So, we’re back where we started. Who are you? Take a person and start stripping away what defines them. Body, name, memories, experiences, ideals, social identity, personality. They’re all quite mercurial; none of these are solid foundations. So if you can only keep one piece, that cornerstone to a person’s identity, which is it?
Or does it exist at all?
This is the philosophical backbone of my Keep the Ghost trilogy, the line of questioning that led me to create the plot and characters and write the series. I think I put it more succinctly in Shadow Box. Below, find a brief, spoiler-free scene in which Sean – the narrator, who was forced to fake his death and become a fugitive – is quizzed by Morgan, his guide, about who he is now that he’s become his own ghost.
The world shifts on a boat; there is no stable point of reference. At all times rocking, sliding, floating. By focusing on Morgan, I can forget this—she sits at the opposite end of a twin bed from me, legs folded under her.
“This is my revolver,” Morgan says, holding up a snub-nosed thirty-eight. “That one is yours.” She points to my identical gun, which is tucked into a leather holster on the floor next to the bed. “Give it to me.”
I lean across the bed, stretching past the circle of light shining through the little porthole window of our cabin. The gun is lifted to the sunbeam; Morgan’s hand enters its glow as she takes the weapon.
Our two pistols are laid out on the sheets between us. Morgan opens the cylinder of each and shakes the bullets into a waiting hand before depositing them in her lap.
“This gun is mine, and that one is yours,” she says. “I always recognize which one is mine by checking here.” She holds up the revolver she’s identified as her own—a pink smear of nail polish stretches across the grip. “I didn’t wait until my nails were dry, once, and so it’s got this little mark on it.”
She begins to disassemble each gun, using a small screwdriver to remove the cylinder and grips, placing the parts on the bed in two separate collections.
“Let’s say I do this,” Morgan says, and picks up each gun’s cylinder in her hands. She swaps the two, taking the gleaming, machined metal parts from one pile to the other. “Which one is my gun now?”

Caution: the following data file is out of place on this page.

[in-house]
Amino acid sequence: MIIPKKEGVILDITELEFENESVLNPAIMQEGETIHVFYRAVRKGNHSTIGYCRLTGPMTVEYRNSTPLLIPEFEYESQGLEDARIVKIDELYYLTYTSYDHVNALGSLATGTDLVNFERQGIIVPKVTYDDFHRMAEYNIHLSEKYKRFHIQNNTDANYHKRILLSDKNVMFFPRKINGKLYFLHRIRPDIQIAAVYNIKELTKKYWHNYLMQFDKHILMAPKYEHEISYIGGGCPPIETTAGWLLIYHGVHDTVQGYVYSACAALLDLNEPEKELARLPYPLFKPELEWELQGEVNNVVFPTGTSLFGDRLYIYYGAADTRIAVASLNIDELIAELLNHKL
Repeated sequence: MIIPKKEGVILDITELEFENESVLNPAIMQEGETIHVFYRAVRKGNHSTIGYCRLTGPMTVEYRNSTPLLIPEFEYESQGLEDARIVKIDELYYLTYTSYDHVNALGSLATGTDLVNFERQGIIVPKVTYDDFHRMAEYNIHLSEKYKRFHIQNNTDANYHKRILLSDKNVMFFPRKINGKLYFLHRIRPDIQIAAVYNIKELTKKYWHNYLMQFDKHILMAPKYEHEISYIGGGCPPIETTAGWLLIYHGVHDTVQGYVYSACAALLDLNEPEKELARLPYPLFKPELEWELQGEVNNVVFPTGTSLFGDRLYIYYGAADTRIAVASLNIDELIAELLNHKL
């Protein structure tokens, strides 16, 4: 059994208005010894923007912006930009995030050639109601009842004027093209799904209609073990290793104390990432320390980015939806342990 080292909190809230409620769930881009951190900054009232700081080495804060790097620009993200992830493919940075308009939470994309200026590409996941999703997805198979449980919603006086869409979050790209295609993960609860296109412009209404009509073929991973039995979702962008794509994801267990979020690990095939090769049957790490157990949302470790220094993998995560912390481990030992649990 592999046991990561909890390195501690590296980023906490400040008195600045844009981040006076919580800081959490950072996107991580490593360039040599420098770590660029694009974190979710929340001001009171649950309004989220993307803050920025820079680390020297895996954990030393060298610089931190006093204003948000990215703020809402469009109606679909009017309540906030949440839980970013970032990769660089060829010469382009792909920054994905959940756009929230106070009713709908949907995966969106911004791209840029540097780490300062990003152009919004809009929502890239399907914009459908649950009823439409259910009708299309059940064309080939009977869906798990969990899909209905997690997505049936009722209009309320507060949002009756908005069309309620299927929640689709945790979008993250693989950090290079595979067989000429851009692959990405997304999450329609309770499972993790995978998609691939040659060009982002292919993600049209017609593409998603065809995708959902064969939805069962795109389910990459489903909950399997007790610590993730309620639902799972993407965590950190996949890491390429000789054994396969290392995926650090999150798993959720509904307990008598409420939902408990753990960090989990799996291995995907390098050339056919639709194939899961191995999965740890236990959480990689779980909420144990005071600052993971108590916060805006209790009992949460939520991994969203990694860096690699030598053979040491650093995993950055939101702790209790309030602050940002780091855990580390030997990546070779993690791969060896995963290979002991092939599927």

“That’s still your gun,” I tell her, pointing to her pile. “It’s just got my cylinder in it.”
This time she picks up the grips of the guns, and her nail-polish stained grip is traded for mine. “What about now?”
“Well, that’s tricky,” I say. “If I swapped these two while you weren’t looking, you would think this was your gun.”
“Except I’d be wrong?”
“Well, yeah. The frame hasn’t changed, and that’s the biggest piece.”
“Okay, so it’s in the frame.” Morgan swaps the grips and cylinders so that each are in the piles from which they began. Then she picks up the steel frames—barrel, trigger and base—and swaps them. “Now?”
“I don’t know,” I answer. “I guess the frame is the gun, so we swapped. Even though you’ve still got your grip with the mark on it, and the old cylinder.”
“And what if I sat here and switched every screw, spring, and pin in the guns, but kept the original frame?
“I have no idea.”
“That’s a good place to start,” Morgan instructs. “So, how much of you needs to be swapped before you’re no longer Sean Reilly?” She points to my head. “Everything about you is constantly changing, always rebuilding and adapting. Where is your frame?”
Poor Traits of an Artist as a Young Man: Kill the Ghost
Little hard to write about this one, because it’s not done. As of the time I’m writing this, it’s about a third of the way completed, and I’m happy to tell you I’m very proud of it. If you enjoyed the first two books, you will love this. And yes, Sean will have his redemption – his journey will come to an end. No cliffhangers this time.
I’m also trying an entirely new technique. I’m leaving behind the split-mind (italics voice) from Shadow Box; Sean is now fully reunited with himself. The book hits the ground running, beginning a couple of hours after Shadow Box ends, and Sean’s dead within the first four chapters.